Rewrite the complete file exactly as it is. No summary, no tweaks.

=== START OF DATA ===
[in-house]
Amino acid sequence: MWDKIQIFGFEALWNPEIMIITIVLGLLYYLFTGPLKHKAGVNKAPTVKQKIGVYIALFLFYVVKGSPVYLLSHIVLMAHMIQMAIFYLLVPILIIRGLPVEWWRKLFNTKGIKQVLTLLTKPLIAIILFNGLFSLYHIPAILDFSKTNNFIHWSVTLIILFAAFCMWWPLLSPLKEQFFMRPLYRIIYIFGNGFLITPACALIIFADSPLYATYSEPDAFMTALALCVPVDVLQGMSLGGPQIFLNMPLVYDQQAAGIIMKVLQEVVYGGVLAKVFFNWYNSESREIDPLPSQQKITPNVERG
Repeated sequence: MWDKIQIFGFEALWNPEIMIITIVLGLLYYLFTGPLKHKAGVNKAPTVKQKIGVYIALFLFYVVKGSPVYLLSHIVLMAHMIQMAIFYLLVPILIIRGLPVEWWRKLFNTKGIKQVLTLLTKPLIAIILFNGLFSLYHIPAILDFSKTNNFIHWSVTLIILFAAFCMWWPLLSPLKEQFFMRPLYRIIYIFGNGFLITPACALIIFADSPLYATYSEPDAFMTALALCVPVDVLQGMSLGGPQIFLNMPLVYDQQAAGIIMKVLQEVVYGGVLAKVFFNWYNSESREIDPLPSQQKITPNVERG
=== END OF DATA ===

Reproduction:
[in-house]
Amino acid sequence: MWDKIQIFGFEALWNPEIMIITIVLGLLYYLFTGPLKHKAGVNKAPTVKQKIGVYIALFLFYVVKGSPVYLLSHIVLMAHMIQMAIFYLLVPILIIRGLPVEWWRKLFNTKGIKQVLTLLTKPLIAIILFNGLFSLYHIPAILDFSKTNNFIHWSVTLIILFAAFCMWWPLLSPLKEQFFMRPLYRIIYIFGNGFLITPACALIIFADSPLYATYSEPDAFMTALALCVPVDVLQGMSLGGPQIFLNMPLVYDQQAAGIIMKVLQEVVYGGVLAKVFFNWYNSESREIDPLPSQQKITPNVERG
Repeated sequence: MWDKIQIFGFEALWNPEIMIITIVLGLLYYLFTGPLKHKAGVNKAPTVKQKIGVYIALFLFYVVKGSPVYLLSHIVLMAHMIQMAIFYLLVPILIIRGLPVEWWRKLFNTKGIKQVLTLLTKPLIAIILFNGLFSLYHIPAILDFSKTNNFIHWSVTLIILFAAFCMWWPLLSPLKEQFFMRPLYRIIYIFGNGFLITPACALIIFADSPLYATYSEPDAFMTALALCVPVDVLQGMSLGGPQIFLNMPLVYDQQAAGIIMKVLQEVVYGGVLAKVFFNWYNSESREIDPLPSQQKITPNVERG